Though we are certainly used to hearing bland answers from disinterested athletes in press conferences, the Chinese apparently are not. So when Cristiano Ronaldo put in a pretty normal performance in front of the media in Guangzhou ahead of Wednesday's friendly, the local press and fans took offense.
From the AFP:
"He always seems selfish and arrogant," said Yan Qiang, vice-president of Titan Media, one of China's leading sports publishers, noting the flying winger is one of the most popular players in China, along with Kaka and Lionel Messi.
"His behaviour won't help his cause in China," Yan told AFP, suggesting that the negative reaction to his appearance on the eve of a friendly with Guangzhou Evergrande might also hurt the prospects in China of his backers Nike.
Asked at the press briefing about the condition of his injury-prone teammate Kaka, Ronaldo, who became the world's most expensive player when he left Manchester United for Real in 2009 for £80 million, answered: "Perfecto."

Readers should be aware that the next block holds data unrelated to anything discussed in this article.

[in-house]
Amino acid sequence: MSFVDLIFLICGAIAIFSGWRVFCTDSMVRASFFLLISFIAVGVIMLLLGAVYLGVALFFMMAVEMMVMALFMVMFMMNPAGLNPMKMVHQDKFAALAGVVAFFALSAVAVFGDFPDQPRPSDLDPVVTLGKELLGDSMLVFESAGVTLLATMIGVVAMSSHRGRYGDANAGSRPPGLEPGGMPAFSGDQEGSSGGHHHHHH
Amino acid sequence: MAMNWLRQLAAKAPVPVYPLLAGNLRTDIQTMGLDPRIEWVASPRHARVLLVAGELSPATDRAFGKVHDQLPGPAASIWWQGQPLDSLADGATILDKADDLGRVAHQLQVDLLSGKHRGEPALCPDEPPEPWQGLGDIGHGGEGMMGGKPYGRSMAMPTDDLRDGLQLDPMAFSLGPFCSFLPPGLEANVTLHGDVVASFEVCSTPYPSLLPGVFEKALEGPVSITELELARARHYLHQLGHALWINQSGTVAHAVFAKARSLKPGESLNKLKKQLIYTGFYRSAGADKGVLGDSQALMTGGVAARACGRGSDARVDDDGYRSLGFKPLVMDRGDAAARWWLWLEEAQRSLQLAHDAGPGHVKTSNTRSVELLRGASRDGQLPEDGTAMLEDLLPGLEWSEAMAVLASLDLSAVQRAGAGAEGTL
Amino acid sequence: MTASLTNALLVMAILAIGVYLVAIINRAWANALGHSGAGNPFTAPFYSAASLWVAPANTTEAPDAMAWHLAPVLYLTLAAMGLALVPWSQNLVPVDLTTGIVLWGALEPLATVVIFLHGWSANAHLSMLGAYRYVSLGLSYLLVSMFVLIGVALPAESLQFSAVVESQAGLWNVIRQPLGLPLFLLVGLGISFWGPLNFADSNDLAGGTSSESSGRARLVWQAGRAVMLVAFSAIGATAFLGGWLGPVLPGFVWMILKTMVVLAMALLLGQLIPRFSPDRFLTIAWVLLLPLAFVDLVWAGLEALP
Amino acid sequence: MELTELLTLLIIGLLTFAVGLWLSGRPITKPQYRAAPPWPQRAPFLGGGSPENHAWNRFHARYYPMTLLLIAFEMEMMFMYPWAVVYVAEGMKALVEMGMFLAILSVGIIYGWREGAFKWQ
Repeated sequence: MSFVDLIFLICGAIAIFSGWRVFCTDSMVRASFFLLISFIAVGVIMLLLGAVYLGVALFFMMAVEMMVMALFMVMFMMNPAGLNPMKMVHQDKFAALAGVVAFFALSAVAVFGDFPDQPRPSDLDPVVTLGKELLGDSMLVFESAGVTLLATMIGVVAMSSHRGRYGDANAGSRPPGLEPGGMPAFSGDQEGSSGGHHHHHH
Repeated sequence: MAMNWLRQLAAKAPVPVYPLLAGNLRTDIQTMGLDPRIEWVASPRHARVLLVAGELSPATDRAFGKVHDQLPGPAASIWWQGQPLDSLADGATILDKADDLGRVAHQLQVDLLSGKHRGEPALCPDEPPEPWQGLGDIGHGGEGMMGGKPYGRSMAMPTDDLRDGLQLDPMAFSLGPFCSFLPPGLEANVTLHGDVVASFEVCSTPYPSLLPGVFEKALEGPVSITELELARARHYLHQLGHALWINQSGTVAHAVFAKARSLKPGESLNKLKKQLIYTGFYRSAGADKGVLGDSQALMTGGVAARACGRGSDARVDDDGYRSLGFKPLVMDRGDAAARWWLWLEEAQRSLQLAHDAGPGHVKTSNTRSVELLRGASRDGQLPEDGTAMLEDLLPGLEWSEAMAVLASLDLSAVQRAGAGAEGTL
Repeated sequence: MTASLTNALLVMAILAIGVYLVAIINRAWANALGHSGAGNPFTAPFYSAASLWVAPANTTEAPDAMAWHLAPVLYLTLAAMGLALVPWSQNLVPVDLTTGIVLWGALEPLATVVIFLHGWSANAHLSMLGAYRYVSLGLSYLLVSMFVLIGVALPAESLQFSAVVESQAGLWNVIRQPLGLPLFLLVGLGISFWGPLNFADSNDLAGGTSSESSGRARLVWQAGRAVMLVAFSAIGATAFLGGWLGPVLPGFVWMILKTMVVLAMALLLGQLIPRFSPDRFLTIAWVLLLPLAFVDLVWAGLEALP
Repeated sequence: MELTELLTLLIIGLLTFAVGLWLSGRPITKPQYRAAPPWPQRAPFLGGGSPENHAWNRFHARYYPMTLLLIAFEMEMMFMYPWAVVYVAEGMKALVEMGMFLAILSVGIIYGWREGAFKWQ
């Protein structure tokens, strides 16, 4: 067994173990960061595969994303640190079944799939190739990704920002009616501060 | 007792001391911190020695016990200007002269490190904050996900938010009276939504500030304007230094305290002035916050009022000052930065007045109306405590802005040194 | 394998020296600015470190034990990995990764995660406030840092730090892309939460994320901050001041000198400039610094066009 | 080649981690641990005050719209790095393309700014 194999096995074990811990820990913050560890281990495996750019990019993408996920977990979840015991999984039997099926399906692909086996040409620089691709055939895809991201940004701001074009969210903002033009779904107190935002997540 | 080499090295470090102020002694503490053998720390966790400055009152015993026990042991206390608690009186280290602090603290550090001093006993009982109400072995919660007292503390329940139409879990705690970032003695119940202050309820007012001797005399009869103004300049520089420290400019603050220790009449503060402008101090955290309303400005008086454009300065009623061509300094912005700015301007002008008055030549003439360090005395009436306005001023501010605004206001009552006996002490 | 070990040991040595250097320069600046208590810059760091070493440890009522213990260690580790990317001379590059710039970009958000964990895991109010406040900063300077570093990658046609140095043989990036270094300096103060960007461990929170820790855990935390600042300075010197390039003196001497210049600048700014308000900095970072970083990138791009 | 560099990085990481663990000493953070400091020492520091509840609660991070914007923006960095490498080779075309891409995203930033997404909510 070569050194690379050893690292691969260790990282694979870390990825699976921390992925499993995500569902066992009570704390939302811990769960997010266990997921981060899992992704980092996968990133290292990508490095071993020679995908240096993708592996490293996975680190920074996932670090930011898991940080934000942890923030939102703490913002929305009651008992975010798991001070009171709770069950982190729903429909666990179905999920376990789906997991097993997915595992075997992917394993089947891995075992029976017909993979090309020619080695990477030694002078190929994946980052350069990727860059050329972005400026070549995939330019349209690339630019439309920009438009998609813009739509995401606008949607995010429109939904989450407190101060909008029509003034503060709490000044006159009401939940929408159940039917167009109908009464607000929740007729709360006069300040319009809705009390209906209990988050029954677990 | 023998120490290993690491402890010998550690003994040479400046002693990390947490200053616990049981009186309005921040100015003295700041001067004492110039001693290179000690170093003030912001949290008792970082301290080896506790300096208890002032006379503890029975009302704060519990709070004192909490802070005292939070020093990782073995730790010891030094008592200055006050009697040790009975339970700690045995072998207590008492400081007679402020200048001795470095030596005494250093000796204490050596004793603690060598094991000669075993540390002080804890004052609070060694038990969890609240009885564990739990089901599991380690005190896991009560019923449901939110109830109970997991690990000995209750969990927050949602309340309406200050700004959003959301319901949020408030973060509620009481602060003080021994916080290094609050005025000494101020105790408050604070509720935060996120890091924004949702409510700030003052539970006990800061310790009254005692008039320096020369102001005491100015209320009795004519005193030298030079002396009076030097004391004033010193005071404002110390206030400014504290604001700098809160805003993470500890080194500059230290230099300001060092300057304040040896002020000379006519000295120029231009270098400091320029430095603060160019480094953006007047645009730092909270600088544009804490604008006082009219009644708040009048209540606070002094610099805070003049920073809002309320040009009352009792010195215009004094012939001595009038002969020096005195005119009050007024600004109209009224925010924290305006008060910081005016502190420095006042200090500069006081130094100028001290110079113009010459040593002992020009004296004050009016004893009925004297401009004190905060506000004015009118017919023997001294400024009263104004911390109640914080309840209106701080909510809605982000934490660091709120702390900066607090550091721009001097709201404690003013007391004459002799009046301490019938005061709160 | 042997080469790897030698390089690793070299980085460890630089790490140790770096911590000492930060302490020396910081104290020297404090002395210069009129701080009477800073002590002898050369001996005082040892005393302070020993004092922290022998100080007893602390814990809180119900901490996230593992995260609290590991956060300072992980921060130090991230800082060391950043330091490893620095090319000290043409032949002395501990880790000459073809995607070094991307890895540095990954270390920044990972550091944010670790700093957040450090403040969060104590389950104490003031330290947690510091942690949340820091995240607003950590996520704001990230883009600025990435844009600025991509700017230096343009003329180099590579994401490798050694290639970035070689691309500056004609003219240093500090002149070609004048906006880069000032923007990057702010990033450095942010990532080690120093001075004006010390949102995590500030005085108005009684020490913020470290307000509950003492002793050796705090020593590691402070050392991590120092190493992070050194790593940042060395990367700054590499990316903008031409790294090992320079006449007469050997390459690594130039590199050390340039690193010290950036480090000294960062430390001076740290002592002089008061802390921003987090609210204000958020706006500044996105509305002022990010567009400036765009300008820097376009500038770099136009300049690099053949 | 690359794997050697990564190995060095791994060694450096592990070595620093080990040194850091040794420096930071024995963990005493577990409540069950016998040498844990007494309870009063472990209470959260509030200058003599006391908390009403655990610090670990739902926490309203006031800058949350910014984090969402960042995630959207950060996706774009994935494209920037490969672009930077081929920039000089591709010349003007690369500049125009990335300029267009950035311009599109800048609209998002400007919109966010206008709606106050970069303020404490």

In an attempt to lift the mood, another Chinese journalist asked Ronaldo, who last year became a father, whether he changed his son's nappy.
"Of course, as a father it is normal to change the baby's nappies," an unamused Ronaldo replied in English.
And asked by AFP if he might ever return to United or English football, he said: "Maybe, why not? You never know."
He was also quizzed about his interest in table tennis and whether he knew any of the Chinese players. Asked later about his impressions of Guangzhou, he said that it was very hot.
"The questions he was asked didn't have much to do with football. Chinese fans are different from European fans. Chinese are more into the personal lives of their icons," Yan said.
In Ronaldo's defense, those were all either horribly boring or ones he's answered 9 million times before or both. But the fact that the images of both Cristiano and Nike could be damaged in the all-important Chinese market because he didn't go into enough detail about cleaning up baby poop is pretty funny.
If the personal lives of icons are that important in China, maybe they should just do a better job of inquiring about them. Also, they might want to send a massive herd of paparazzi out to stalk their every move. After all, we've proven that to be quite effective in both Europe and the U.S.